Students’ mean age was 9.65 (SD = 2.14; 46% girls) for the Italian sample and 10.04 (SD = 2.52; 52% girls) for the Portuguese sample. In the Italian sample, 72% of students were in primary school (grades 1 to 5), whereas 28% were in lower secondary school (grades 6 to 8). In the Portuguese sample, 50% of the students were in the first cycle of basic education (grades 1 to 4), 34% were in the second cycle of basic education (grades 5 to 6), and 16% were in the third cycle of basic education (grades 7 to 9).
Parents completed a questionnaire reporting their perceptions about their children’s academic motivation before the onset of COVID-19 (pre-COVID-19) and in the lockdown period (COVID-19). From an initial pool of 12 items, adapted from an Italian standardized test—AMOS 8–15 (Cornoldi et al., 2005)—we selected 5 to index academic motivation (see Supplementary Material for further details on item selection). Two examples of items were: “When the teacher assigns homework, my child does it by self-initiative and not because parents ask her/him to” and “My child studies the minimum to get a sufficient grade”. Items were the same both at pre-COVID-19 and COVID-19 but with different instructions. For the former, parents had to think about children’s academic motivation during a routine situation before the onset of the COVID-19 pandemic; for the latter, parents had to think about children’s academic motivation during the lockdown period. Items were scored from 1 (I completely disagree) to 5 (I completely agree) and were highly reliable both at pre-COVID-19 (McDonald’s ωtItaly = 0.84, McDonald’s ωtPortugal = 0.88) and at COVID-19 time points (McDonald’s ωtItaly = 0.86, McDonald’s ωtPortugal = 0.89).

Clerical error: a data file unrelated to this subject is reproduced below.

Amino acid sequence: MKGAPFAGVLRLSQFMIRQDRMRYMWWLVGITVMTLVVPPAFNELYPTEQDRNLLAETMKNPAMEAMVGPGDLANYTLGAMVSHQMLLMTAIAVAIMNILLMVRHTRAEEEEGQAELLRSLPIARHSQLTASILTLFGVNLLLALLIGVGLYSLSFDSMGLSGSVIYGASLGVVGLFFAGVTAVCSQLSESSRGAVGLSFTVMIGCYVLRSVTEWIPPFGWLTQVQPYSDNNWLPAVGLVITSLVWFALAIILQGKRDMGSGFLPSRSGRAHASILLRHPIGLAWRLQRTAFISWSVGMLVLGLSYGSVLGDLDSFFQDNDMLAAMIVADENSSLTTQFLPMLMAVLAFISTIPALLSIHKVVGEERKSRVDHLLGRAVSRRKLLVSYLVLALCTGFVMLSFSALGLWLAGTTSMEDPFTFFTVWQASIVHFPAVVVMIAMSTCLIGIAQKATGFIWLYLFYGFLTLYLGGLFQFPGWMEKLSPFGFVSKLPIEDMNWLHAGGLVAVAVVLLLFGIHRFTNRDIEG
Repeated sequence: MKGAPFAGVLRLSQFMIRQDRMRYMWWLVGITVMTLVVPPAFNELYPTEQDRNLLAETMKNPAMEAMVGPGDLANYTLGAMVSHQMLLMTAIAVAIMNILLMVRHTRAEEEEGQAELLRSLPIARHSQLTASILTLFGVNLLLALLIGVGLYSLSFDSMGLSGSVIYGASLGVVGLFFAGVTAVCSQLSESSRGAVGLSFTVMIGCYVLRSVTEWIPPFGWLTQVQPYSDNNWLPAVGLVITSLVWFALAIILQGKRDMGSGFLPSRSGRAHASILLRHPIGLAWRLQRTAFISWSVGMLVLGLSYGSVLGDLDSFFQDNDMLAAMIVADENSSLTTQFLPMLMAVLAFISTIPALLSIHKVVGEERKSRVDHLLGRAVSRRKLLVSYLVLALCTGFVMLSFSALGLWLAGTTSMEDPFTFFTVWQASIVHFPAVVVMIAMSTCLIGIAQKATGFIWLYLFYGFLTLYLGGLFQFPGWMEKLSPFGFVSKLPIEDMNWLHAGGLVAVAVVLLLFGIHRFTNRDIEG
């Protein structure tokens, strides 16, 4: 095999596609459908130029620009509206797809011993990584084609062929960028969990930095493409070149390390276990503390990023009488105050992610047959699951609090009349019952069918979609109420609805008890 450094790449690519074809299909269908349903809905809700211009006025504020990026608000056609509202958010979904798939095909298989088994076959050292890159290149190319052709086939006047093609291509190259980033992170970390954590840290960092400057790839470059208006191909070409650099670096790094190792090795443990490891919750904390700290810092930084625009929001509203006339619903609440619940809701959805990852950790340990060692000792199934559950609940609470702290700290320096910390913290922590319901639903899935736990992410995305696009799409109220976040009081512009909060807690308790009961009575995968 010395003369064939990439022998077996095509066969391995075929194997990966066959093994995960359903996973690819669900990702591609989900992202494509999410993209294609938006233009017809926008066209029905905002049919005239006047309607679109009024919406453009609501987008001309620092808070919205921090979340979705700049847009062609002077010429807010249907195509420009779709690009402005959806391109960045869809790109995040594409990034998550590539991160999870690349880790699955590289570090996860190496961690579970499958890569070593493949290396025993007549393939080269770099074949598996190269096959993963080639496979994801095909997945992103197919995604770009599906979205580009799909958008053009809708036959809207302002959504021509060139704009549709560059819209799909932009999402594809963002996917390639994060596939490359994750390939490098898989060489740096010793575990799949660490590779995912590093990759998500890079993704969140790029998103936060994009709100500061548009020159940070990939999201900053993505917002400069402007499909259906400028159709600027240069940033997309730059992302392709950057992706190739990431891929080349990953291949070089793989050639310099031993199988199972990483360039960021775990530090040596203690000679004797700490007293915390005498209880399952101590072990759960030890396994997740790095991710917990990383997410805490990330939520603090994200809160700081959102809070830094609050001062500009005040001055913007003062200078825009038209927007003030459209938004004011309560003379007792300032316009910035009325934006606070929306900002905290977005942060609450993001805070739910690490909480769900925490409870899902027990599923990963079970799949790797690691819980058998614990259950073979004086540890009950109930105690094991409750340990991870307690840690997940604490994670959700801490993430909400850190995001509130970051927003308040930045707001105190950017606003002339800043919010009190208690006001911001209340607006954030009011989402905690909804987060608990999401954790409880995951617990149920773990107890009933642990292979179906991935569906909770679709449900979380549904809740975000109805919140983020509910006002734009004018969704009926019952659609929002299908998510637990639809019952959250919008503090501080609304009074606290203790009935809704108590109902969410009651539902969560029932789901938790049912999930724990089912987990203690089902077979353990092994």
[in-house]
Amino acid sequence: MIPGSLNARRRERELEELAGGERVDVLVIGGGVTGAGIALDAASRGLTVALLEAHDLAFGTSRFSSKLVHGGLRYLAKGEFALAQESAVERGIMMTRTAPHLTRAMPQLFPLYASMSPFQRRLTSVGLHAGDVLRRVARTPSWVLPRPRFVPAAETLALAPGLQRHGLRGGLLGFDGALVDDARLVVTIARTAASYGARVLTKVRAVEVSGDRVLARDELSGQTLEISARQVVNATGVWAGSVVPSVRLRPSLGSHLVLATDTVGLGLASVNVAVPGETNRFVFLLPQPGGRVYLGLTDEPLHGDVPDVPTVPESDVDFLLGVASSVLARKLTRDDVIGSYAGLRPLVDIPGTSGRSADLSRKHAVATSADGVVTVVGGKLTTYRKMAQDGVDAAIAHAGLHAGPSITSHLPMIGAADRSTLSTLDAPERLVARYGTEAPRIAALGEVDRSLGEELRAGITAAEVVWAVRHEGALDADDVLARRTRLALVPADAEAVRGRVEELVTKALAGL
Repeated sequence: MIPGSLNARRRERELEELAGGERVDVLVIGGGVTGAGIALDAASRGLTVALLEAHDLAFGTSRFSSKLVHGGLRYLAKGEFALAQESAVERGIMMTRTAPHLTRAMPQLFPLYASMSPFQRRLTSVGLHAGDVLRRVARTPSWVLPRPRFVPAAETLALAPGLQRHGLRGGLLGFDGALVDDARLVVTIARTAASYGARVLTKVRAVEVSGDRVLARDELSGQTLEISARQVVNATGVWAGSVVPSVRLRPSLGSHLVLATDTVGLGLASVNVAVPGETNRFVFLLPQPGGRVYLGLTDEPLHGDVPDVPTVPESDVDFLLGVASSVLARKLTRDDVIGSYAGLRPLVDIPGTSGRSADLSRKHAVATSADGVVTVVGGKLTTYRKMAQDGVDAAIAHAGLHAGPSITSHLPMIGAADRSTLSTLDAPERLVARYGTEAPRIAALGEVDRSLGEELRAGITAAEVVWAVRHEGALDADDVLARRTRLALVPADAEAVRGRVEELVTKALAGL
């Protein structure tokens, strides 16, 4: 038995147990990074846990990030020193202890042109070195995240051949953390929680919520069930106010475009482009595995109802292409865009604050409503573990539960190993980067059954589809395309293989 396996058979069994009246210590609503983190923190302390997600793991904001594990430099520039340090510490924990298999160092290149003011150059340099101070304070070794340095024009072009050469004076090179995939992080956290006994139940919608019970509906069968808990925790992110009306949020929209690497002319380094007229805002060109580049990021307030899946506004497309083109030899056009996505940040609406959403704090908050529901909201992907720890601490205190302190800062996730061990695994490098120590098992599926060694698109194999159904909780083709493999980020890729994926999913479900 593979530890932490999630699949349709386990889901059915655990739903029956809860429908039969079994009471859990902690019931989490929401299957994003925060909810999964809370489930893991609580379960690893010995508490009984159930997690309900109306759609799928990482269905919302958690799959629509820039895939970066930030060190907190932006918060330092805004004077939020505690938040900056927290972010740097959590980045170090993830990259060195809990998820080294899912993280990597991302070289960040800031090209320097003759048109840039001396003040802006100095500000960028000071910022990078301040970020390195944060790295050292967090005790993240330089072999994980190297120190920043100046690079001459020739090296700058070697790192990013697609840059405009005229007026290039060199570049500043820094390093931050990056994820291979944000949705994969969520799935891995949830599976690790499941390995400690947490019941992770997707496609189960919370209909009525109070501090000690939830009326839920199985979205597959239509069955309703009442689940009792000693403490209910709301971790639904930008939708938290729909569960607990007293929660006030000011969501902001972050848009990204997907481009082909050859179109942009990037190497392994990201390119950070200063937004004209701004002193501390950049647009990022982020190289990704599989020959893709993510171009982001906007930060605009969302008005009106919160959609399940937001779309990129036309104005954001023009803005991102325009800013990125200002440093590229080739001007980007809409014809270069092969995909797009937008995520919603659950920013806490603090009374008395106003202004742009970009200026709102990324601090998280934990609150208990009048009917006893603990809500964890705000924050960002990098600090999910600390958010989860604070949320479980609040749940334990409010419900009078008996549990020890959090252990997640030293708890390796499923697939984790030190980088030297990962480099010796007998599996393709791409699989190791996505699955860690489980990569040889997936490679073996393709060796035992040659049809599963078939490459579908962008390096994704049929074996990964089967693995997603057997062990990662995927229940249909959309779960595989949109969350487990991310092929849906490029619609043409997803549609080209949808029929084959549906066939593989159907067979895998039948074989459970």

Participation in Extracurricular Activities
To assess students’ participation in extracurricular activities (i.e., as perceived by parents), Italian and Portuguese parents were asked a single question: “How many hours does the child practice extracurricular activities during the week?” The response scale ranged from 1 to 5 (1 = does not practice any; 2 = 1–2 h, 3 = 3–4 h, 4 = 5–6 h, 5 = more than 6 h a week). Parents answered the question bearing in mind the period before COVID-19 (pre-COVID-19: MItaly = 3.19, SDItaly = 1.03 and MPortugal = 2.88, SDPortugal = 1.17) and the COVID-19 lockdown period (COVID-19: MItaly = 1.12, SDItaly = 0.57; Portugal: MPortugal = 1.29, SDPortugal = 0.69).
After providing online consent, Italian and Portuguese parents completed the online survey through the Qualtrics XM Platform (Qualtrics, 2019). Data collection took place from April (i.e., during the COVID-19 lockdown) until the middle of May 2020 (i.e., before the lockdown was lifted) in both countries. Parents were recruited using official university channels and social media networks (e.g., Facebook, LinkedIn). We used a retrospective pretest–posttest design (Little et al., 2020). Figure 1 depicts the restrictive measures and the data collection timeline in Italy and Portugal.
Data Analysis Approach
First, to answer our RQ1 we used a multi-group latent change score model (LCSM; Kievit et al., 2018) to compare motivation changes across time and samples. The four parameters of interest of the LCSM are the: (1) pre-COVID mean latent motivation score; (2) mean latent change score (i.e., the rate of change in motivation); (3) latent change score variance (i.e., individual variation in the rate of change in motivation); and the (4) covariance between pre-COVID-19 motivation and the mean latent change score (i.e., the dependence of rate of change on initial motivation scores). All measurement model parameters were constrained to be equal across time and sample (see Supplementary Table 3). Following Kievit et al. (2018), we fitted a set of models, sequentially constraining these four parameters. Likelihood-ratio tests were used to test for significant differences across samples.
Next, to answer our RQ2 we computed a multi-group bivariate LCSM to test the association between the rate of change in academic motivation and the rate of change in extracurricular activities. This corresponds to combining a LCSM of extra-curricular activities to the model estimated above, plus a covariance parameter between motivation and extracurricular activities rates of change.
Finally, we tested whether the rates of change of motivation and extracurricular activities were associated with three demographic variables (viz., children’s gender, children’s age, and parents’ education levels).